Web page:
Select, Store, and Serve Vegetables to Retain Their Flavor and Nutrients
TEXARKANA, Ark. –
Vegetables are nutritional powerhouses packed with vitamins and minerals. Plus they are naturally low in fat, sodium, calories and contain no cholesterol. Knowing how to select, store and serve vegetables can help them retain those nutrients.
Each vegetable provides different nutrients; therefore, variety is key. Asparagus is high in vitamin C and folate, whereas carrots are an excellent source of vitamin A. By having both of those vegetables in a meal, you are getting a variety of nutrients, plus your meals and snacks are more appealing.
Knowing how to select, store, prepare and serve the highest quality vegetables is essential for vegetables to retain their flavor and nutrients. When selecting vegetables, look for brightly- colored vegetables that are blemish-free and have regular, characteristic shapes and sizes. Bruises and nicks can attract mold, which can lead to the spoilage of an entire bag of vegetables. Leaves or greens should be crisp, not wilted.
Buy fresh vegetables you plan to eat within a few days. Longer storage time equates to reduced nutrient levels, appeal, and taste. For the best value choose in-season vegetables from a local farmers market.
When fresh vegetables are out of season, buy frozen vegetables. They are low in sodium and are quick and easy to use. Avoid those packaged with heavy cream or sauces as they add calories, sodium and fat.
Storage of vegetables is important to maintain the vitamins and minerals. Store vegetables according to their type. Place root vegetables, such as carrots, potatoes, and yams, in a cool, dark place. Store other vegetables in the refrigerator crisper drawer, unwashed.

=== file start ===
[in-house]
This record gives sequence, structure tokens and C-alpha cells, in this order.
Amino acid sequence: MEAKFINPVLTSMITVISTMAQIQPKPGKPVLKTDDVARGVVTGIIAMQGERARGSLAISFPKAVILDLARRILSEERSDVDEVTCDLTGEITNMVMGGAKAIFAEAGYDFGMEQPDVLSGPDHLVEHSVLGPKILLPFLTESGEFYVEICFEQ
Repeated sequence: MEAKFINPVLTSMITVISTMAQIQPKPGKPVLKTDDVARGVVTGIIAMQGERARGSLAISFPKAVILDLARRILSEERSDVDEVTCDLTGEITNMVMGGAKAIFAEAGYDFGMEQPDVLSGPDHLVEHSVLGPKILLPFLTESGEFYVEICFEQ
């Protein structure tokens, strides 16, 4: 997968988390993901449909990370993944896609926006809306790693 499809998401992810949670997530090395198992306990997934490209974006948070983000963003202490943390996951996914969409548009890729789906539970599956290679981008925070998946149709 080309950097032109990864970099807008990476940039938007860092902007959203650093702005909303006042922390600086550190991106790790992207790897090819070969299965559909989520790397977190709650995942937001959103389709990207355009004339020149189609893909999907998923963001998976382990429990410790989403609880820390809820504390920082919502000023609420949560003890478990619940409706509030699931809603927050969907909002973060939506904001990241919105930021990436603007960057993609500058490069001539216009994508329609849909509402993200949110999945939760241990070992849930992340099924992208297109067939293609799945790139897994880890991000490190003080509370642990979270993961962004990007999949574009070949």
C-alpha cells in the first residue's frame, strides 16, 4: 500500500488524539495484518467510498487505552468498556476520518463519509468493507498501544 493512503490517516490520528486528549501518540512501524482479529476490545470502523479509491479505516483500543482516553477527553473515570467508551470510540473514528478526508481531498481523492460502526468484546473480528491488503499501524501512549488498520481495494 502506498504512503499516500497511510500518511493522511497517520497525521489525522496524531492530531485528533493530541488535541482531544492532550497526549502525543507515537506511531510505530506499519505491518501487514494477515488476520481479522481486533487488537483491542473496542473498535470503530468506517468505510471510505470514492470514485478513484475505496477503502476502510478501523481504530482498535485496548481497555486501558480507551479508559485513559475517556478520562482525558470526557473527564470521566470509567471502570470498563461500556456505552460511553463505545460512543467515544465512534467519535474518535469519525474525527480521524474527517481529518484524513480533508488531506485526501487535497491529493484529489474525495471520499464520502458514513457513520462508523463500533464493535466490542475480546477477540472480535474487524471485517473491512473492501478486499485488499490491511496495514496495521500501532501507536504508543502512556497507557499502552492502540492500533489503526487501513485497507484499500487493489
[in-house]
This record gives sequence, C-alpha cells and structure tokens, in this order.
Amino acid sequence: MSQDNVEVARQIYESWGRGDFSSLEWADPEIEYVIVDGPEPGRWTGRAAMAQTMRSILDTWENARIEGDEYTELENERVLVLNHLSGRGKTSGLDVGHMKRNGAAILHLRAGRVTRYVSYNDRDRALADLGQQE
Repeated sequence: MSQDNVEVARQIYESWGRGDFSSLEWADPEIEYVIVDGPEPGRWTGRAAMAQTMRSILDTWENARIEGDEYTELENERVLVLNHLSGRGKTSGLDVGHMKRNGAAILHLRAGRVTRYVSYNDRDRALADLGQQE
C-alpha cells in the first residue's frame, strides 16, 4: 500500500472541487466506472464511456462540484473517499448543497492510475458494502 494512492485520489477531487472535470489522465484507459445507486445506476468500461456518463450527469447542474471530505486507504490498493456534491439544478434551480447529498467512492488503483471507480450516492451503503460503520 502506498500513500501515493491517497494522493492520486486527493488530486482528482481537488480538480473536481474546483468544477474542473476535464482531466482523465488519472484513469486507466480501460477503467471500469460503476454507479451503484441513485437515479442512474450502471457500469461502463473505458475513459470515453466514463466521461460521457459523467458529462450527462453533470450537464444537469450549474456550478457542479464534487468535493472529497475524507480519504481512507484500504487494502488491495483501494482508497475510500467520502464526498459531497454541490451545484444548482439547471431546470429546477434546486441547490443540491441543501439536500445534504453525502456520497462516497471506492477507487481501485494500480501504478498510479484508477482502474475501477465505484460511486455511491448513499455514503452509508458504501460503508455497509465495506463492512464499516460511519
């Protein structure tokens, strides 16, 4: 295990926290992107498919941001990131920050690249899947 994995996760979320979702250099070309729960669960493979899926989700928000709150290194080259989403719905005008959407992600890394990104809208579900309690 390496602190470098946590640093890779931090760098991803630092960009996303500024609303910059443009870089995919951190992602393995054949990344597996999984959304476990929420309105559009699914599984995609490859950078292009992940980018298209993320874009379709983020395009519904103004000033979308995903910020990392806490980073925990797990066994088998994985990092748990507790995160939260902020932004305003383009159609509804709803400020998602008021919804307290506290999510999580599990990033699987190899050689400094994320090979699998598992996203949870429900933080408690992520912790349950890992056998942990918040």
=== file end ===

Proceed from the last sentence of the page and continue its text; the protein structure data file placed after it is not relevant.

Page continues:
Now that you have properly selected, and stored the vegetables, it is time to prepare them. Start by washing them right before cooking. If possible, use a small scrub brush to help clean potatoes, cucumbers or other vegetables that have edible skin.
In order to preserve as many of the nutrients and fiber as you can, leave edible peels on vegetables whenever possible. The peels of many vegetables contain considerable amounts of nutrients and fiber that we need as part of a healthy diet.
Don’t forget that many vegetables can be enjoyed raw. Keep bell peppers, broccoli, carrots, cauliflower, bite size tomatoes, celery or other raw vegetables cleaned and ready to eat in your refrigerator. Keep them in sight and within easy reach for family members.
With time so important today, don’t forget about quick-cooking techniques. Stir-frying, steaming, and microwaving are all quick-cooking methods. Long exposure to higher temperatures leads to some loss of nutrients. Try to use as little water as possible when cooking vegetables, and consider reserving leftover cooking water, which contains nutrients, for adding to soups, stews or sauces later.
On your next trip to the farmers market or produce section of the grocery store, notice all the different varieties of vegetables available, and try something new. Make it a goal to try at least one new vegetable each shopping trip. You may discover a new favorite.
For more information, contact the Miller County Extension Office, 870-779-3609 or visit us in room 215 at the Miller County Courthouse. We’re available online at email email@example.com, Facebook at UAEXMillerCountyFCS/CarlaHaleyHadley, Twitter @MillerCountyFCS or on the web at uaex.uada.edu/Miller.
I love this recipe for Veggie Rice Pilaf; it is one of my favorite recipes and is economical, quick, and healthy.
Veggie Rice Pilaf
2 cups low sodium broth (chicken, beef or vegetable)
1-cup instant brown rice, uncooked
3/4 cup vegetables (any combination)
1/3 cup sliced green onions
1/4 teaspoon black pepper
Preheat oven to 350 degrees. In a microwave-safe bowl, combine broth, brown rice and margarine. Microwave time given on rice package. Stir well. Add remaining ingredients and stir. Pour into 9x13 prepared baking pan and bake at 350 degrees for 15 minutes until heated through and liquid from rice is absorbed. Remove from oven and let stand, covered for 5 minutes. Fluff with fork and serve.
By Carla Haley-Hadley
County Extension Agent - FCS
The Cooperative Extension Service
U of A System Division of Agriculture
Media Contact: Carla Haley-Hadley
County Extension Agent - FCS
U of A Division of Agriculture
Cooperative Extension Service
400 Laurel Street, Suite 215 Texarkana AR 71854
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